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Belagavi engineering students lack of technical expertise in the subject

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By editor

Aravind Melligeri, CEO and chairman at Aequs Aerospace in an interview to the Financial Express said,

Belagavi has a large number of engineering colleges but due to lack of technical expertise in the subject, the learning remains limited. We are actively collaborating with the technical institutes in the region to induct Aerospace engineering and train young people.


Aequs SEZ, Aequs Aerospace, Belagavi, aerospace ecosystem, Aravind Melligeri, Airbus, Germany, US The common issue facing most aerospace and defence manufacturing companies across the world is the skewed balance between capacity and capability.

Manohar Parrikar & Arvind Melligeri at AEQUS Belagavi
File photo: Manohar Parrikar & Arvind Melligeri at AEQUS Belagavi

Aequs SEZ in Belgaum is a full-fledged aerospace ecosystem. The 250-acre SEZ is unique for a company as young as Aequs (started in 2009) and they have steadily built their expertise in the aerospace services in a way that has attracted global aerospace industry giants. Aravind Melligeri, CEO and chairman at Aequs Aerospace, talks about the company’s role in India in an interaction with FE’s Huma Siddiqui.

Read full interview


5 thoughts on “Belagavi engineering students lack of technical expertise in the subject”

  1. So true. They are just paper degree holders. Absolutely no technical stuff. With the formerly better institutes going autonomous, it shall only get Worse. Create your own syllabus, Set your own paper and then correct them. Give good marks else students give negative feedback. Under VTU exams at least since the paper setting and correction is not by the college there can be some expectation from students. Although under VTU the way practicals are designed and evaluated is a joke.

    God Help our Engineering education.

  2. The trend has been set to convert into autonomous status, by withdrawing from VTU syllabi. The day we r all expecting ONE NATION – ONE SYLLABI, at par with NITs and IITs, not an easy task.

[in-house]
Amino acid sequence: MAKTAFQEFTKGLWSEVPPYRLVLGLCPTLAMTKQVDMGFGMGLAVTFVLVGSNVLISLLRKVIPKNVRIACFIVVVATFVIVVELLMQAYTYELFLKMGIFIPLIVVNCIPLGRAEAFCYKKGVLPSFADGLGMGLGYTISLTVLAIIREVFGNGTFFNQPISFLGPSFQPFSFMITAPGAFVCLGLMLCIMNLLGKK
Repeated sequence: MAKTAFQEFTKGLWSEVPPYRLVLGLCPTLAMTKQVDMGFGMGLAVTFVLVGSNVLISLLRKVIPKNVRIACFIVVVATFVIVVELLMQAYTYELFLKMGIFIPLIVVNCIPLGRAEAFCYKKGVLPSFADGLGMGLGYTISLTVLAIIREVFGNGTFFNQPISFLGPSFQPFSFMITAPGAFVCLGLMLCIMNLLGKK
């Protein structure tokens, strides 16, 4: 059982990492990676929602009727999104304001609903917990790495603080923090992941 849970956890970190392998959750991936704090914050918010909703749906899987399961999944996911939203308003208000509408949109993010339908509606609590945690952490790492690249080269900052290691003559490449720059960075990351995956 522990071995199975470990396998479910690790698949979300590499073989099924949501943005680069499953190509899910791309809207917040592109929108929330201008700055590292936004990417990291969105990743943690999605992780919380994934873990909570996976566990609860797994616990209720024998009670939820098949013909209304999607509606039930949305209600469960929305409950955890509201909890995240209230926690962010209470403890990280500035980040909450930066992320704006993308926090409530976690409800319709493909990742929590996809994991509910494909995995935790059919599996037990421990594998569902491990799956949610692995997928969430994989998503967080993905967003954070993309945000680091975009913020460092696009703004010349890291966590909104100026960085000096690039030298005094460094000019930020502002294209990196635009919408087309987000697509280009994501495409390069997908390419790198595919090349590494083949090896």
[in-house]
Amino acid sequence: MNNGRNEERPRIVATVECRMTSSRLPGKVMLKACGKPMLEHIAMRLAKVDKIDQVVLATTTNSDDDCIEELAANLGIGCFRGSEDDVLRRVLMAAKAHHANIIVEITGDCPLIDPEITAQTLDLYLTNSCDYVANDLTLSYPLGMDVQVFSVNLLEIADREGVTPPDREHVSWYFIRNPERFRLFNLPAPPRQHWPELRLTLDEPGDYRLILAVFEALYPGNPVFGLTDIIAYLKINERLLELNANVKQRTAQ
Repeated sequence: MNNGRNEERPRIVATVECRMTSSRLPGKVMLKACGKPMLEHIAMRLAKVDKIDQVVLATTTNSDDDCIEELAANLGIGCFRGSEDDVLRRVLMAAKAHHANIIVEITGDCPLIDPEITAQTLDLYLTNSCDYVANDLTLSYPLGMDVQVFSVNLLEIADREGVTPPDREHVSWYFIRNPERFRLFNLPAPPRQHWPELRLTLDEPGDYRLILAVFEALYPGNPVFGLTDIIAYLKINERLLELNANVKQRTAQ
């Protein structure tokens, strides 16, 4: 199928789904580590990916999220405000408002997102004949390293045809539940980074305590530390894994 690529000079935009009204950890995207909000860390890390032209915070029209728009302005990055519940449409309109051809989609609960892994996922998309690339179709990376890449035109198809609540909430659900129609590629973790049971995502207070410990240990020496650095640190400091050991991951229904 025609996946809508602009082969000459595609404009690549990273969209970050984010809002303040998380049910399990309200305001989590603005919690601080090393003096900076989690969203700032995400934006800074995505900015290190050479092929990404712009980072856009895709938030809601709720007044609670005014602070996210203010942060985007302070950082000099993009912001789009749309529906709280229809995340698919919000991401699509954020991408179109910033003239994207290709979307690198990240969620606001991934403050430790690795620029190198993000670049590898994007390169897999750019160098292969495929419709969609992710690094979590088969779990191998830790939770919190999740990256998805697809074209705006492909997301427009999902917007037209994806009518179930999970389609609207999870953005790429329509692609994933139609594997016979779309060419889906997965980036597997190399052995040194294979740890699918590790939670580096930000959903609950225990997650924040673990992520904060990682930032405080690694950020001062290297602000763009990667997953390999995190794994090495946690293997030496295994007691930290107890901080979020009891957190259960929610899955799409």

3. Dear All

    Its very sad as we are only thinking in view of syllabus, marks and degree the person who scores highest or persons who scores low will not have skill sets developed until he/she is made to practically handle some technical projects have interactive workshops(areomodeling, building customized products, developing basic customized software etc..)where in they interact with different industries learn the various process and mainly Institutes need to develop a mind set in students to work at low levels at their start of career which always improve their skill sets if we focus on practical skill sets then theoretical our nation will be one of the leading nation in engineering skill sets.

  4. Bull shit the over qualified students are induacted at a low pay scale and are give operator jobs and they get fedup and quit the jobs and more over to my knowledge they do not have a policy for retaining and training the students it’s all false to blame the quality of education the company undermines the quality and productivity of the employed engineers they get people and have a policy to keep them as trainee for four years where as they get people to do jobs a low pay and how do you expect quality when you don’t tereat employees as assets and explore there talents they don’t respect the qualifications and expertise they have just taking it’s easy to blame the education system that’s all I would like to say as per my knowledge from a near and dear one employed with the organization and his experience.

  5. A student has many ways to gain technical expertise. Trying to do it by attending a professional college, is only one of the ways.


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